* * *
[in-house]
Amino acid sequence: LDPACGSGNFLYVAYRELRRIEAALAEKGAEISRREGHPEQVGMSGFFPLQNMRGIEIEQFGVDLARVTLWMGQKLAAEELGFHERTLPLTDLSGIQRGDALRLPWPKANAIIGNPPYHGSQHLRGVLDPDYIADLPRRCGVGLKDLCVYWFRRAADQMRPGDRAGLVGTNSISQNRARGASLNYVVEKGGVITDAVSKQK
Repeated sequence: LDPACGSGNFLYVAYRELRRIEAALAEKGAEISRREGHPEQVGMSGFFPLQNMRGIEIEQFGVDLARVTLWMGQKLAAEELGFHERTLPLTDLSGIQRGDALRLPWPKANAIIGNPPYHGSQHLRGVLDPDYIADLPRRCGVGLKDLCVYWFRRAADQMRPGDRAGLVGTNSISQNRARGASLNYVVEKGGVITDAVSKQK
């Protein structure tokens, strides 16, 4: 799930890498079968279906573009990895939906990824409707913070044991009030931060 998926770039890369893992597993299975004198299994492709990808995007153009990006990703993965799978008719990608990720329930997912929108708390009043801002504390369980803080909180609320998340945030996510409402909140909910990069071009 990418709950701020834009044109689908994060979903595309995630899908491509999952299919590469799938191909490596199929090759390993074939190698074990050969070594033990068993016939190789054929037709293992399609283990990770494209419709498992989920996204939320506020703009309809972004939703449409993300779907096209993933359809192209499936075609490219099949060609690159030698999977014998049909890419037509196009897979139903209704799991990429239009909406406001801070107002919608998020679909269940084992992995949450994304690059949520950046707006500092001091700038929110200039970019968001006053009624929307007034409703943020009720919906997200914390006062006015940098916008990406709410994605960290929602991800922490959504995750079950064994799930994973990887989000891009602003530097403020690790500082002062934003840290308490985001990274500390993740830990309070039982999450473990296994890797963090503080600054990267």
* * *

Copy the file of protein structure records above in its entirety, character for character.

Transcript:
[in-house]
Amino acid sequence: LDPACGSGNFLYVAYRELRRIEAALAEKGAEISRREGHPEQVGMSGFFPLQNMRGIEIEQFGVDLARVTLWMGQKLAAEELGFHERTLPLTDLSGIQRGDALRLPWPKANAIIGNPPYHGSQHLRGVLDPDYIADLPRRCGVGLKDLCVYWFRRAADQMRPGDRAGLVGTNSISQNRARGASLNYVVEKGGVITDAVSKQK
Repeated sequence: LDPACGSGNFLYVAYRELRRIEAALAEKGAEISRREGHPEQVGMSGFFPLQNMRGIEIEQFGVDLARVTLWMGQKLAAEELGFHERTLPLTDLSGIQRGDALRLPWPKANAIIGNPPYHGSQHLRGVLDPDYIADLPRRCGVGLKDLCVYWFRRAADQMRPGDRAGLVGTNSISQNRARGASLNYVVEKGGVITDAVSKQK
């Protein structure tokens, strides 16, 4: 799930890498079968279906573009990895939906990824409707913070044991009030931060 998926770039890369893992597993299975004198299994492709990808995007153009990006990703993965799978008719990608990720329930997912929108708390009043801002504390369980803080909180609320998340945030996510409402909140909910990069071009 990418709950701020834009044109689908994060979903595309995630899908491509999952299919590469799938191909490596199929090759390993074939190698074990050969070594033990068993016939190789054929037709293992399609283990990770494209419709498992989920996204939320506020703009309809972004939703449409993300779907096209993933359809192209499936075609490219099949060609690159030698999977014998049909890419037509196009897979139903209704799991990429239009909406406001801070107002919608998020679909269940084992992995949450994304690059949520950046707006500092001091700038929110200039970019968001006053009624929307007034409703943020009720919906997200914390006062006015940098916008990406709410994605960290929602991800922490959504995750079950064994799930994973990887989000891009602003530097403020690790500082002062934003840290308490985001990274500390993740830990309070039982999450473990296994890797963090503080600054990267």